North Bay firefighters stayed on the line as they lost homes

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Firefighters by training and by instinct have spent a week battling the North Bay fires. But about 40 of them have quietly been dealing with the loss of their own homes. Some are starting to deal with the insurance paperwork and wrapping their heads around the ordeal facing their families. (KGO-TV)

Firefighters by training and by instinct have spent a week battling the North Bay fires. But about 40 of them have quietly been dealing with the loss of their own homes. On Monday, some started to deal with the insurance paperwork and wrapping their heads around the ordeal facing their families.

John Bagala, VP of Marin Professional Firefighters, has been bringing them in, one at a time, to an office in Santa Rosa set up to be a clearing house for firefighters. They are being offered counseling, financial assistance, and the assurance that they and their families will get the support they need. Active and retired firefighters are included in the count; one of them retired just two weeks ago.

There are also concerns that these firefighters may be dealing with PTSD and health issues from the inhalation of thick smoke and toxins generated by the fires.

TAKE ACTION: How to help North Bay fire victims

The command center dealing with firefighters who have lost their homes is busy compiling a list of rooms and houses and even RV's and mobile homes that people are offering as temporary shelter.

One of the victims is 25-year firefighter veteran Dmitri Menzel, a Novato Fire Dept. Battalion Chief. His house in the Mark West Springs area was burned to the ground. His wife and daughter were home at the time. They have found nothing to salvage from what was a four bedroom, three bath, two-story, 2700 square foot house built in 1999. Menzel says it was a tidal wave of flame that torched his neighborhood, burning at an estimated 1500 degrees. Only the ceramic shower stall stands.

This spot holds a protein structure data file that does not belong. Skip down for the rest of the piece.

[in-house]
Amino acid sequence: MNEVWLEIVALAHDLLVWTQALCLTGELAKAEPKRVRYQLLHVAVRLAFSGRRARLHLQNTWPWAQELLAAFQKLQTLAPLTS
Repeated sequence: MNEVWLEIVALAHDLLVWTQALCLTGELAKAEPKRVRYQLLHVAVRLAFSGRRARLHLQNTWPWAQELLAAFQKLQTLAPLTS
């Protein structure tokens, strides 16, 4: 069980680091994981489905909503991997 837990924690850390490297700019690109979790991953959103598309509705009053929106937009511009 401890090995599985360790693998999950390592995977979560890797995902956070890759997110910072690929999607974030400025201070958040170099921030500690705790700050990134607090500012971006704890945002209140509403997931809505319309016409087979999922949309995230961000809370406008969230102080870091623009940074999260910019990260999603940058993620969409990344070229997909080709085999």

MAPS: A look at each North Bay fire

He says it's humbling to be on the receiving end of help when firefighters are trained to offer help and comfort in a disaster. He recognizes it will be years before his life is put back together.

A fund has been established to help firefighter victims. To donate, you can ext "ffstrong" to 41444 or visit this GoFundMe page. That is the official fundraising platform for firefighters who lost their homes in the Sonoma and Napa firestorm. It is managed by IAFF Local 1775.

Click here for full coverage of the North Bay fires.

PHOTOS: Fires rage out of control in North Bay

Related Topics:
North Bay FireswildfirefirefirefightersSanta Rosa
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